This study concerns the criminal regulation of organised crime. The topics discussed in this study comprise the different ways of defining a criminal organisation, international legal instruments applicable to organised crime, elements that constitute an offence under national legislation, and the fact of committing an offence as part of a criminal organisation as a ground for increasing the severity of punishment. This research also examines the grounds for liability laid down in the general part of criminal law, from the point of view of the special nature of the activities carried out by criminal organisations. The central question examined in this paper is whether organised crime is of such nature as to require and justify for criminal law purposes special and more severe criminal regulation, and whether the phenomenon is as uniform and distinguishable from related phenomena as it can be defined in criminal law in a sensible way. This study discusses fairly comprehensively organised crime as a criminological phenomenon, as well as the legal definitions of a criminal organisation. The method of legal dogmatics is mainly used in this study. The aim is to gather together and systematise legal provisions applicable to the regulation of organised crime, to clarify their mutual connections and content as well as to make recommendations for their interpretation. The aim is also to create new concepts, and new ways of analysis to improve the comprehension of relevant issues. In order to consider various options to interprete the regulation of organised crime, the preparative works of national Acts, the requirements and objectives laid down in international instruments concerning the regulation and the application of such regulation by courts are carefully examined in this research. The research material includes over a hundred judgments, mainly issued by courts of first instance or courts of appeal. This research discusses the regulation in force as well as the criminal law theories in the background, but not too strictly based on the systematics of national law. Organised crime is not, from a legal point of view at least not in Finland a systematically structured entity, which would as such create an interesting basis for the examination of the research questions or the evaluation of the functioning of the regulation. The need for regulation and related options are thus also considered from the point of view of criminal policy, criminal law theory and comparative law. It is considered in the study that organised crime is an especially dangerous phenomenon of such nature as to justify the application of specific criminal law solutions to tackle it. When tackling the phenomenon, focus should be put on identifying its special nature as a phenomenon relevant to criminal justice, avoiding however exaggerated rhetoric, which has sometimes interfered with the discussions. It is essential that a criminal organisation is a dynamic, multidimensional, ongoing and structured entity, which involves several participants, who play different roles and interact with each other. The following division into two aspects plays an important role throughout the study: creation of the basis for the operation of a criminal organisation, and individual offences. Creating the basis for the operation aims to build up the operating environment for future criminal activity, and barriers to criminal investigation. In relation to this aspect, the legal issues are related to the legitimacy of criminal liability at the early stages of crime when concrete harm to private or public interests has not yet taken place. The aspect of individual offences is related to the stage in which a criminal organisation starts to prepare and commit individual offences in practice. A major problem in the existing legislation is that criminal law has various definitions for a criminal organisation, whereas it would be advisable to only have one. The criminal regulation of organised crime has been adopted over tens of years, and some provisions are inconsistent with each other. For this reason, it would be appropriate to make an overall assessment of the regulation. For example, the grounds for qualifying offences in relation to committing an offence as part of a criminal organisation are inconsistently linked with certain crime types, not taking consideration of the fact that organised crime is increasing in the field of financial crime. Furthermore, the requirement that a criminal organisation must have a hierarchical structure should be reassessed. In fact, it seems to be an additional criterion set at national level, restricting in Finland the application of the international legal instruments laid down to regulate organised crime. In addition, firmer grounds for liability concerning the leader of a criminal organisation should be established. The subject of this study is a topical issue, as the Council Framework Decision 2008/841/JHA on the fight against organised crime is being implemented by the Member States, including Finland. Therefore, we in Finland also have to consider which measures must be taken to comply with the provisions of the Framework Decision.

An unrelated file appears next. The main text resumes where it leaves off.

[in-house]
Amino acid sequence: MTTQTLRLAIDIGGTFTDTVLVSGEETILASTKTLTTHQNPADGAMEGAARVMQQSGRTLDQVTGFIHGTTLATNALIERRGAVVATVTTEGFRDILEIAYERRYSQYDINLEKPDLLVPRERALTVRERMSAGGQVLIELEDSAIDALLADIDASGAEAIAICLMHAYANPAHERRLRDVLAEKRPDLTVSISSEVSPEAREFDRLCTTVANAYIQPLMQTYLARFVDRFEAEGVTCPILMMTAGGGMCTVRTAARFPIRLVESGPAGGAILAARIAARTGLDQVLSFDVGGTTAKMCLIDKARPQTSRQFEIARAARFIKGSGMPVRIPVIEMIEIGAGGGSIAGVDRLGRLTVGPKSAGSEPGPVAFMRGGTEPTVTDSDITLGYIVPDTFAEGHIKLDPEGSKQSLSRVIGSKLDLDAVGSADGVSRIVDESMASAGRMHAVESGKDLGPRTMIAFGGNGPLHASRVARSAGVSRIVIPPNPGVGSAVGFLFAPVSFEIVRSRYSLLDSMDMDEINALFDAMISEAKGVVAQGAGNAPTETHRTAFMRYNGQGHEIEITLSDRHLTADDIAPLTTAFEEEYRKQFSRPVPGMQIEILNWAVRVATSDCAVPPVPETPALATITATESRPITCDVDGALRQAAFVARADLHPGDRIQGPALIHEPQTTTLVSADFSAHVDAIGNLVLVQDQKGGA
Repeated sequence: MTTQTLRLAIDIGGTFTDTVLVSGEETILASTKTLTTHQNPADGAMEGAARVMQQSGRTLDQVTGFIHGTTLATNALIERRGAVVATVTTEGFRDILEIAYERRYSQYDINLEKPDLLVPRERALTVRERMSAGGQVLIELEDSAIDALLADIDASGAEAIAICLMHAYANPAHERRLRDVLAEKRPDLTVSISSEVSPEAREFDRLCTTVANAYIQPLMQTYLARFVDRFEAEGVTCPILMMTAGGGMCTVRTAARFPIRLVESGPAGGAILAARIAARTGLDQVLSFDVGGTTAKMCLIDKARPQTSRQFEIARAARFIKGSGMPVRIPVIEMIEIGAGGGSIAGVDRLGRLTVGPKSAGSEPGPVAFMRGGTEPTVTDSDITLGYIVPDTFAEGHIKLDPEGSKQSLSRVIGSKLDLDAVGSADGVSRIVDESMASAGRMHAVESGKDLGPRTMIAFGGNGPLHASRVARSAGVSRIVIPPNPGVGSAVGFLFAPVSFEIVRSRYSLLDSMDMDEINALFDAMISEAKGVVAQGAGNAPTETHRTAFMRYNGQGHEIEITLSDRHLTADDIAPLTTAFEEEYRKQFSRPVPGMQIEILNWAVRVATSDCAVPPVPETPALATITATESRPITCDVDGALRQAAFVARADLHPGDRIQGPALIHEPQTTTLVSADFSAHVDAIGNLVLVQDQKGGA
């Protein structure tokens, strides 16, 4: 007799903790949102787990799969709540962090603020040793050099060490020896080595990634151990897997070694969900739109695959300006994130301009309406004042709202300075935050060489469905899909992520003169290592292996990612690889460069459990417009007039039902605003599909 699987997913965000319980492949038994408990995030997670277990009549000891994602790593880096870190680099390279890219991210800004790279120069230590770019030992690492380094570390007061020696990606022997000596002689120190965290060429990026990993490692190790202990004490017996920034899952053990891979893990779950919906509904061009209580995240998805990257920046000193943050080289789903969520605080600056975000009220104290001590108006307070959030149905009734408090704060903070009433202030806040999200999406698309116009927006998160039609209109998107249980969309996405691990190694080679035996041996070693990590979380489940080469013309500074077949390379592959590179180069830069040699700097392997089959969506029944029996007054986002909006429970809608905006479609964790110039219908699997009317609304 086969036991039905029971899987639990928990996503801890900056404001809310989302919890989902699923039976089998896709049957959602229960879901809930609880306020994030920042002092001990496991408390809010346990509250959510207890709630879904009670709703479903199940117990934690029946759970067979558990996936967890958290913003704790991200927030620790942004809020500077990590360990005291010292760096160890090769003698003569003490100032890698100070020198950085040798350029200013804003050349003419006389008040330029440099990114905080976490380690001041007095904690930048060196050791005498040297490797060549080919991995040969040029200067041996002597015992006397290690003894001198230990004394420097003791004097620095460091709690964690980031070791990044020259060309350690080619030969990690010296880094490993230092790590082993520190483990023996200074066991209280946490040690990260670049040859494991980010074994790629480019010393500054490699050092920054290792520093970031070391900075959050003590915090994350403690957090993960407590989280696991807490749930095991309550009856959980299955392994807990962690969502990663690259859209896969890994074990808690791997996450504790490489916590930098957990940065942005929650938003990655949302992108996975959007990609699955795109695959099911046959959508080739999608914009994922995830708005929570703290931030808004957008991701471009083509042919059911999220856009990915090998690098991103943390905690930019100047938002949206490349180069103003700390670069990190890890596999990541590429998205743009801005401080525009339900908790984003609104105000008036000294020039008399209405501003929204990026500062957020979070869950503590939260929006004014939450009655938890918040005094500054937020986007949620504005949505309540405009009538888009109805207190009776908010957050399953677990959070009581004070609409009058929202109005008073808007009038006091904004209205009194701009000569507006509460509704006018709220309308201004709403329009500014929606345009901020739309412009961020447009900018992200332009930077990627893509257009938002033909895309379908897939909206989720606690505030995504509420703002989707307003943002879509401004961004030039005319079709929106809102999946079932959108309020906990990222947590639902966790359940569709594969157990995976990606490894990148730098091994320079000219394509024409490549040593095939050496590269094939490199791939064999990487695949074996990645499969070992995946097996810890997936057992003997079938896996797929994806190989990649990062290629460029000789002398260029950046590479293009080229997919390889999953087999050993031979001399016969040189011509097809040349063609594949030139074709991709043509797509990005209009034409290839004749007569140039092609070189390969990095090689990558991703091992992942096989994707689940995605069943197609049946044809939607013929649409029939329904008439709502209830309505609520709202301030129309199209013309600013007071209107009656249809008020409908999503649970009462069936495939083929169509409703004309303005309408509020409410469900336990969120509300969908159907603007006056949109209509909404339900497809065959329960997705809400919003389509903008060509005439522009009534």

• Koulu, Sanna (Lakimiesliiton kustannus / Kauppakamari, 2014)